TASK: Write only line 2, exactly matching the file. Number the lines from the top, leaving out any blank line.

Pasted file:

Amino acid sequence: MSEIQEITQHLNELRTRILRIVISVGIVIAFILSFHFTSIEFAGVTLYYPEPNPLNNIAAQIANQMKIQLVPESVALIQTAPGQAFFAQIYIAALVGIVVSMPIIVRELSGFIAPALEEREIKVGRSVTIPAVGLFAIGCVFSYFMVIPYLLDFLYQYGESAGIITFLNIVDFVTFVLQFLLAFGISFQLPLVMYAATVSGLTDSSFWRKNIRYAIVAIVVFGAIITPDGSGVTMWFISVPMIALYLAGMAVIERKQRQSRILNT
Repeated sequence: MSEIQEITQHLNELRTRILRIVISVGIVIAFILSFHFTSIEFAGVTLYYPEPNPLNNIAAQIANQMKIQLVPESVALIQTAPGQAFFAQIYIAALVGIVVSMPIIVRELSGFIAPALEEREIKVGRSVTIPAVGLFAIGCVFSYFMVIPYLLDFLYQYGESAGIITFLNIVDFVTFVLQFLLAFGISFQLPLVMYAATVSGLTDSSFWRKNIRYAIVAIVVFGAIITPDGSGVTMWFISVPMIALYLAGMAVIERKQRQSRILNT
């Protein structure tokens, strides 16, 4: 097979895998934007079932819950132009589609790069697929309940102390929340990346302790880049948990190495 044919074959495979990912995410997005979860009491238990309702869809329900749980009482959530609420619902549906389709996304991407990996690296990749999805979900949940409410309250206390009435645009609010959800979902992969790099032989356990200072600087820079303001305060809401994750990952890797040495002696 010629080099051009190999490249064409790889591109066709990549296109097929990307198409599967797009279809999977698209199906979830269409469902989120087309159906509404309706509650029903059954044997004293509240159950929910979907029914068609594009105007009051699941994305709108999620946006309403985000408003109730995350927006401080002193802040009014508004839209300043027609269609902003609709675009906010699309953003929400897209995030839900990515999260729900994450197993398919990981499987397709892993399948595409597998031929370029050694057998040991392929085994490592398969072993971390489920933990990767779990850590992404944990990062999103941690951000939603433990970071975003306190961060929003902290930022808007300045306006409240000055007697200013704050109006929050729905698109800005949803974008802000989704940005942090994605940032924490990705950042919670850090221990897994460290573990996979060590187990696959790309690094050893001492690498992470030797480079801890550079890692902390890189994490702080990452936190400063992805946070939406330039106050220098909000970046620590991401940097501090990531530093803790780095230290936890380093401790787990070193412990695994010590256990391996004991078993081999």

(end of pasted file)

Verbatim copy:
Repeated sequence: MSEIQEITQHLNELRTRILRIVISVGIVIAFILSFHFTSIEFAGVTLYYPEPNPLNNIAAQIANQMKIQLVPESVALIQTAPGQAFFAQIYIAALVGIVVSMPIIVRELSGFIAPALEEREIKVGRSVTIPAVGLFAIGCVFSYFMVIPYLLDFLYQYGESAGIITFLNIVDFVTFVLQFLLAFGISFQLPLVMYAATVSGLTDSSFWRKNIRYAIVAIVVFGAIITPDGSGVTMWFISVPMIALYLAGMAVIERKQRQSRILNT